Wickedest Woman

Madame Restell (Jessica O’Hara-Baker) hangs a sign announcing her office as a "Female Physician." Original photo by Braddon Lee Murphy.
A handsome set by Anna Driftmier that looks like it might have been designed by the great recycler, Louise Nevelson, is the real star of this show.

By Andrew Andrews

In the mid nineteenth century, when the medical profession wasn’t particularly regulated, anyone could hang a shingle calling themselves a doctor and dispense “medications” and perform surgery without any real qualifications.

One such person was Ann Lohman, a self-proclaimed “female physician” who amassed a great fortune in New York City, performing abortions and arranging the adoption of illegitimate babies under the alias Madame Restell, at a time when most reputable doctors and hospitals would not dare do either.

Wickedest Woman is Lohman’s story, told from her own perspective.

Starring Jessica O’Hara-Barker as the strong female lead and with Jose-Maria Aguila in the supporting role as her second husband, this production, written by Jessica Bashline and directed by Melissa Crespo, features a handsome set by Anna Driftmier that looks like it might have been designed by the great recycler, Louise Nevelson.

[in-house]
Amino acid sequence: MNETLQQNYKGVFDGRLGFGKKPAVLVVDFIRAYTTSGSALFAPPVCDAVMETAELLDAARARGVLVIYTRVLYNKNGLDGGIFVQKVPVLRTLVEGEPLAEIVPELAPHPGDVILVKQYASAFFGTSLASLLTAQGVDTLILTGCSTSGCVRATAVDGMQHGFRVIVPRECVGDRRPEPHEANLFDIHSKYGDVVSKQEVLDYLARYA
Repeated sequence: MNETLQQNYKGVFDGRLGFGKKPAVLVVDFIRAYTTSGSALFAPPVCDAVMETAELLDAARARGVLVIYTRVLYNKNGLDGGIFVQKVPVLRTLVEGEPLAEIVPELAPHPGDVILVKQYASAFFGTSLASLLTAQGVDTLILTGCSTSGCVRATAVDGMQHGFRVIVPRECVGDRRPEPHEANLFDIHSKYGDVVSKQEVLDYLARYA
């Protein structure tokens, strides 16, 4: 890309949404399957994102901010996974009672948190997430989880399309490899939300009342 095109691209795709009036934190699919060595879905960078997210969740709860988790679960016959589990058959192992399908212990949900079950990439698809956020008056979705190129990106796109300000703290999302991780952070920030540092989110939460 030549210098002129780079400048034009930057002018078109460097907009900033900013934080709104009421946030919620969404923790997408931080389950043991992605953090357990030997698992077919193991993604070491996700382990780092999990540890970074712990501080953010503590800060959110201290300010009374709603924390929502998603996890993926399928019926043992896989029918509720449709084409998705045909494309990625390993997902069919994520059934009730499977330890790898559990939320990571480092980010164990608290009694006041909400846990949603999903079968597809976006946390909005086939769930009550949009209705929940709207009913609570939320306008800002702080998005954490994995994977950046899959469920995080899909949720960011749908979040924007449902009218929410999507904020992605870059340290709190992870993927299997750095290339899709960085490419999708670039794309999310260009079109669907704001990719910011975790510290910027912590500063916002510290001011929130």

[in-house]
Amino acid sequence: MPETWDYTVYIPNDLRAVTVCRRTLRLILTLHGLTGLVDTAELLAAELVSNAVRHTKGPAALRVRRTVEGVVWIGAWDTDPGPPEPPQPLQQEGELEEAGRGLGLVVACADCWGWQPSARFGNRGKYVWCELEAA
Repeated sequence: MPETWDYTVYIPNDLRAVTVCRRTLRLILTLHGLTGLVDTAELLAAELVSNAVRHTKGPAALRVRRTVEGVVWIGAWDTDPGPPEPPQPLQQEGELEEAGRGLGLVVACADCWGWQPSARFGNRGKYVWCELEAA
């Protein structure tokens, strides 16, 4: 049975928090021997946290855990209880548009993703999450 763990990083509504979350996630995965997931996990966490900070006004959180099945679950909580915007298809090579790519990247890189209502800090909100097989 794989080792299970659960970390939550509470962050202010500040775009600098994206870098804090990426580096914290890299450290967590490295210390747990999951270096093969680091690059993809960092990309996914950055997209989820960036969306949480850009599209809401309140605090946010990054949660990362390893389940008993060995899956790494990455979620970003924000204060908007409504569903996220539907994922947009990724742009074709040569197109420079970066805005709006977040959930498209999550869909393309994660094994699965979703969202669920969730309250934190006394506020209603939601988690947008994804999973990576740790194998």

Featuring live, traditional folk songs about the melancholic fate of women in a land dominated by an elite patriarchy incapable of experiencing pregnancy or poverty, Wickedest Woman straddles the line that would make it a musical, and the assignment of the gender-diverse cast to roles that dismiss the binary in Victorian-era costumes allow this production to straddle the line that would label it experimental theater.

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Andrew Andrews attended Wickedest Woman at McGinn/Cazale Theater WP Theater in New York on Tuesday, January 22, 2019 @ 7:00pm to write this review.

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COMMON GROUND

Although only a reading of a work-in-progress, the show had us singing along during the performance and well into the evening.

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